1 cup whole wheat flour
2-3 cups whole wheat pastry flour

Combine yeast, water, and honey. Let sit until foamy (i love watching this part). Stir in the oil, salt, and whole wheat flour. Add the pastry flour a little at a time until a dough ball forms. Knead on a floured surface, adding flour little by little if necessary, until smooth and springy. (i test this by pinching the dough and seeing how much it springs back. it will be less springy than if you used white flour.) Put in a lightly oiled bowl (flip to coat the dough), and cover with lightly oiled plastic wrap. Let rise in a warm, draft-free place as long as you want, but at least 30 minutes. (in my drafty kitchen, i pre-heat the oven and let the dough rise on top of the stove.)

now's the time when i would slide my pizza stone in the oven to pre-heat. if you don't have a pizza stone, don't fret! a pre-heated baking sheet will work just fine!

Cooking Light's Wild Mushroom Pizza
1 t. butter
1 t. olive oil
1 1/2 lbs. wild mushrooms, sliced 1/4 inch thick
1/4 t. salt
1/8 t. black pepper
1 cup shredded cheese (they recommend Monterey Jack, i used Cabot's 50% Light Pepper Jack)
2 oz. thinly sliced prosciutto, cut into short strips
Coarse cornmeal

Preheat oven to 500 degrees.

Melt butter in skillet over medium-high. Add 1 t. olive oil. Add mushrooms; saute 10 minutes or until moisture evaporates. Sprinkle with salt and pepper; stir.

Take dough from oiled bowl; stretch or roll it to fit your pan. Remove preheated pan from oven; sprinkle well with coarse cornmeal. Put dough on baking pan (or stone), slide into lower oven rack. Bake 8 minutes. Remove.

Spread mushroom mixture evenly over crust. Top with cheese. Sprinkle prosciutto over pizza. Bake on middle rack an additional 10 minutes or until crust is golden brown and cheese melts.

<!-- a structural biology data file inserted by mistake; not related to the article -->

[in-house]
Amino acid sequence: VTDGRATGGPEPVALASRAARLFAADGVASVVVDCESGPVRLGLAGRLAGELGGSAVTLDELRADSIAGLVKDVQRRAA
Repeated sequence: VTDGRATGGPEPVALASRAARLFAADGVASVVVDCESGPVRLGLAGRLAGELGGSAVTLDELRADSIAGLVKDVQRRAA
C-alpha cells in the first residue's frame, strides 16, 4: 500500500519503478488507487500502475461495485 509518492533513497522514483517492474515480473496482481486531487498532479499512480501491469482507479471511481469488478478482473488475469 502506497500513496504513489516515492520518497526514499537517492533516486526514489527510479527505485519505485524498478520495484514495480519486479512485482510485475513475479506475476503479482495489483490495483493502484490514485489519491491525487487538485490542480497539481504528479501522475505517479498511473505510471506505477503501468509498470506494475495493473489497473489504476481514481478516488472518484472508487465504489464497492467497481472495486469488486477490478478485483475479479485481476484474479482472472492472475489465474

Friday, November 03, 2006

hellooooo out there?

i'm feeling a bit lonely . . . are you enjoying the recipes? have you attempted any yourself or do you have one to share? does something look delicious or totally disgusting? please, leave me some comments - let's start some discussion!

Saturday, October 28, 2006


a buddy of mine gave me this recipe several years ago when we were on a recipe listserv, and i've made it about once a year since then. i don't know why i don't make it more often; it really is remarkable.

i don't think j reads this blog, but i'll post his recipe here as it was given to me, with his comments. thanks, j.

My first soup post is of the best soup I have ever, ever had. It came from the New Vegetarian Epicure and everyone who has had it loves it. I made it two weeks in a row and almost ate a whole pot of it myself in about 6 hours because it was so delicious. Please do yourself a favor and make it as soon as possible!!!! A few things: definitely use butter for the sautéing rather than olive oil - it needs the extra richness. Part of what makes this soup so much fun to make, as well as eat, is using wine. I feel very special and French when I cook with wine. I used a pinot grigio, which worked very well, but I'm sure you can use whatever is at hand. Bon appetit!

Butternut Squash and Pear Soup
1 lb. butternut squash
1 large yam
2 cups veg. broth
1.5 cups water
1 stick cinnamon
tsp salt
2 tbsp butter
2 med onions, sliced
3 lg. pears
1/3 cup dry white wine
cup half and half (I used skim milk) (wellunderstood used whole milk)
white pepper to taste (don't use black pepper!)
optional: cilantro or chopped chives